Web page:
When the next car-sized rover lands on Mars in 2020, the ultimate head of this extraterrestrial endeavor will be physicist Lori Glaze. She’s leads NASA’s Planetary Science Division.
And she’s not alone. For the first time in history, three of NASA’s four science divisions are now run by women, a milestone announced by NASA on Friday.
“I am proud to say that for the 1st time in #NASA’s history, women are in charge of 3 out of 4 #NASAScience divisions. They are inspiring the next generation of women to become leaders in space exploration as we move forward to put the 1st woman on the Moon,” NASA’s associate administrator Thomas Zurbuchen tweeted Friday.
If NASA is able to fulfill President Trump’s ambitious (and still not funded) directive that the U.S. return to the moon by 2024, NASA has committed that the first women will land on the moon.
In every instance, we hire based on excellence and merit, nothing else. These leaders are incredibly qualified in their fields.
— Thomas Zurbuchen (@Dr_ThomasZ) May 10, 2019
This is not surprising. Women still have a stark minority representation in the most powerful positions of U.S. government. Of the 21 members of President Trump’s cabinet, four are women. Though females make up nearly 51% of the U.S. population, just 24 percent of Congress is represented by women.
NASA, though, is a clear leader in recognizing the leadership abilities and scientific savvy of the agency’s female researchers. What are these three women in charge of?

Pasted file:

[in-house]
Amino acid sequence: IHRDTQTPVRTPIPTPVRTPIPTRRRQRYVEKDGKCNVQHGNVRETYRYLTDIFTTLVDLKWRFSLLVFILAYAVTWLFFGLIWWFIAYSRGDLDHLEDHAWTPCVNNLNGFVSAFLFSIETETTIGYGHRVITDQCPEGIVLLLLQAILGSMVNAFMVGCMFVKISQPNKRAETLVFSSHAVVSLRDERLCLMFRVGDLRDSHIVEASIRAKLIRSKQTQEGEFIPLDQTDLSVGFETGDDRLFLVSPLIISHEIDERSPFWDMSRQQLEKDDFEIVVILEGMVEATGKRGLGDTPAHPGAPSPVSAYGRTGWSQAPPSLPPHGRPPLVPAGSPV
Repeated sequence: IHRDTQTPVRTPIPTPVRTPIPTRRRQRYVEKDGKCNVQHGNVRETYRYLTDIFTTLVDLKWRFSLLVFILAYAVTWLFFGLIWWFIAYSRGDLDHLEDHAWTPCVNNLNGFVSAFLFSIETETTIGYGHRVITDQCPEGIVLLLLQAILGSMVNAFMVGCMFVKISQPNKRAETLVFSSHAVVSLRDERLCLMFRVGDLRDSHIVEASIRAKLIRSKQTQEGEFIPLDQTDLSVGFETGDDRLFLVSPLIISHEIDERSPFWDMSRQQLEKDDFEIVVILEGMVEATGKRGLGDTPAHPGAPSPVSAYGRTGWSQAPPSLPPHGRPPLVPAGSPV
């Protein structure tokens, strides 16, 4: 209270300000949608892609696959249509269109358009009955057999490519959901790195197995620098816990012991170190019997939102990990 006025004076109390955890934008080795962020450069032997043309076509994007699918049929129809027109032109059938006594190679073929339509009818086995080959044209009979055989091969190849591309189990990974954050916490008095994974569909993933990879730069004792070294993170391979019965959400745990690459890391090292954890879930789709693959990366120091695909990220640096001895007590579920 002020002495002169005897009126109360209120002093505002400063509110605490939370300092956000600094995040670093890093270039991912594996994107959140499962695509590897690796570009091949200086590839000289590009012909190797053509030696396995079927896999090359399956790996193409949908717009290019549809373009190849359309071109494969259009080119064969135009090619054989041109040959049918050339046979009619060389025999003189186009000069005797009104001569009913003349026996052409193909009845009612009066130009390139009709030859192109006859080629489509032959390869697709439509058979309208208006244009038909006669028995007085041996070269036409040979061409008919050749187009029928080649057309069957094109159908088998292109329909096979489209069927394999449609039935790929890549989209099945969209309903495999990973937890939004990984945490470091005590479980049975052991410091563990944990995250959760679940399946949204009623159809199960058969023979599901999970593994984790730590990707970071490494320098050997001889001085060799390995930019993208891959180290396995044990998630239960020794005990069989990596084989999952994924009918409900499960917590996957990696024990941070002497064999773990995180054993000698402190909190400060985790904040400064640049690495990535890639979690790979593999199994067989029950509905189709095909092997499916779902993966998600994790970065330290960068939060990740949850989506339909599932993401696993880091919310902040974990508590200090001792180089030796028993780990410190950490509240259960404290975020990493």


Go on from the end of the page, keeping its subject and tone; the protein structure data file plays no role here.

1. Nicola Fox, director of NASA’s Heliophysics division
Fox leads NASA’s efforts to understand the sun, a science known as heliophysics.
It’s a weighty task. NASA is in the midst of a mission that sent a heavily-armored solar probe into the sun’s outer atmosphere to gain a markedly improved idea of how our star behaves. This is critical to understanding how solar radiation — and solar storms — will impact our lives, communications, electrical grids, satellites, and astronauts in space.
“Ever since people first looked up, they’ve been looking at the bright light in the sky,” Fox said in a statement. “We are really the oldest science branch.”
2. Sandra Cauffman, acting director of NASA’s Earth Science Division
Cauffman heads what many believe to be NASA’s most critical mission: understanding our home planet.
“What we do in observing Earth as a system gives us the additional benefit of helping humans here on Earth survive hurricanes, tornadoes, pollution, fires, and help public health,” Cauffman said. “Understanding the oceans, the algae blooms — all of those things help humans right here on Earth.”
The work of the Earth Science Division grows increasingly relevant as the planet experiences changes — stoked by human carbon emissions — that are unprecedented in both human and geologic history.
3. Lori Glaze, director of NASA’s Planetary Science division.
Glaze heads the NASA division that explores other worlds — like Mars, Jupiter, and beyond.
This is the NASA department that seeks one of humanity’s most pressing questions: Is there life in the solar system outside of our planet?
As of now, there’s zero evidence that life exists elsewhere.
But Glaze — and the team she oversees — are looking.